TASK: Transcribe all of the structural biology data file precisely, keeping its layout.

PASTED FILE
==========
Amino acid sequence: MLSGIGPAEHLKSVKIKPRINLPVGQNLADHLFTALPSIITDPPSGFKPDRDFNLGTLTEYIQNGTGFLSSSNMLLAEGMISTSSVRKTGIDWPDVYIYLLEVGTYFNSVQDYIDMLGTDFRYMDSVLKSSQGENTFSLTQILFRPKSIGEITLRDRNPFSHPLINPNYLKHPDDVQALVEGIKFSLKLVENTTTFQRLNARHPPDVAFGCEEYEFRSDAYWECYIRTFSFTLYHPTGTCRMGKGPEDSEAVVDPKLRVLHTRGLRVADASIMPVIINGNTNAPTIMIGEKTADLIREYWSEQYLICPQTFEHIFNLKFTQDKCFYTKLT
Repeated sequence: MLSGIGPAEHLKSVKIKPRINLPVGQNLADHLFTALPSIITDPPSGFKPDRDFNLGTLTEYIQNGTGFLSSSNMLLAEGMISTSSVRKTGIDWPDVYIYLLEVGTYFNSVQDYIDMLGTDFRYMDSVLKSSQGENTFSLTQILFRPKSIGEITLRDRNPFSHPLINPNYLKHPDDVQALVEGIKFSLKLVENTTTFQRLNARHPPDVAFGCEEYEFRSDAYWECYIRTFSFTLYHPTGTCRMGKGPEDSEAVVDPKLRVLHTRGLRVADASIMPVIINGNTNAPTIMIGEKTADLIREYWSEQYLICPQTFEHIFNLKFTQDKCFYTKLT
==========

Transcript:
Amino acid sequence: MLSGIGPAEHLKSVKIKPRINLPVGQNLADHLFTALPSIITDPPSGFKPDRDFNLGTLTEYIQNGTGFLSSSNMLLAEGMISTSSVRKTGIDWPDVYIYLLEVGTYFNSVQDYIDMLGTDFRYMDSVLKSSQGENTFSLTQILFRPKSIGEITLRDRNPFSHPLINPNYLKHPDDVQALVEGIKFSLKLVENTTTFQRLNARHPPDVAFGCEEYEFRSDAYWECYIRTFSFTLYHPTGTCRMGKGPEDSEAVVDPKLRVLHTRGLRVADASIMPVIINGNTNAPTIMIGEKTADLIREYWSEQYLICPQTFEHIFNLKFTQDKCFYTKLT
Repeated sequence: MLSGIGPAEHLKSVKIKPRINLPVGQNLADHLFTALPSIITDPPSGFKPDRDFNLGTLTEYIQNGTGFLSSSNMLLAEGMISTSSVRKTGIDWPDVYIYLLEVGTYFNSVQDYIDMLGTDFRYMDSVLKSSQGENTFSLTQILFRPKSIGEITLRDRNPFSHPLINPNYLKHPDDVQALVEGIKFSLKLVENTTTFQRLNARHPPDVAFGCEEYEFRSDAYWECYIRTFSFTLYHPTGTCRMGKGPEDSEAVVDPKLRVLHTRGLRVADASIMPVIINGNTNAPTIMIGEKTADLIREYWSEQYLICPQTFEHIFNLKFTQDKCFYTKLT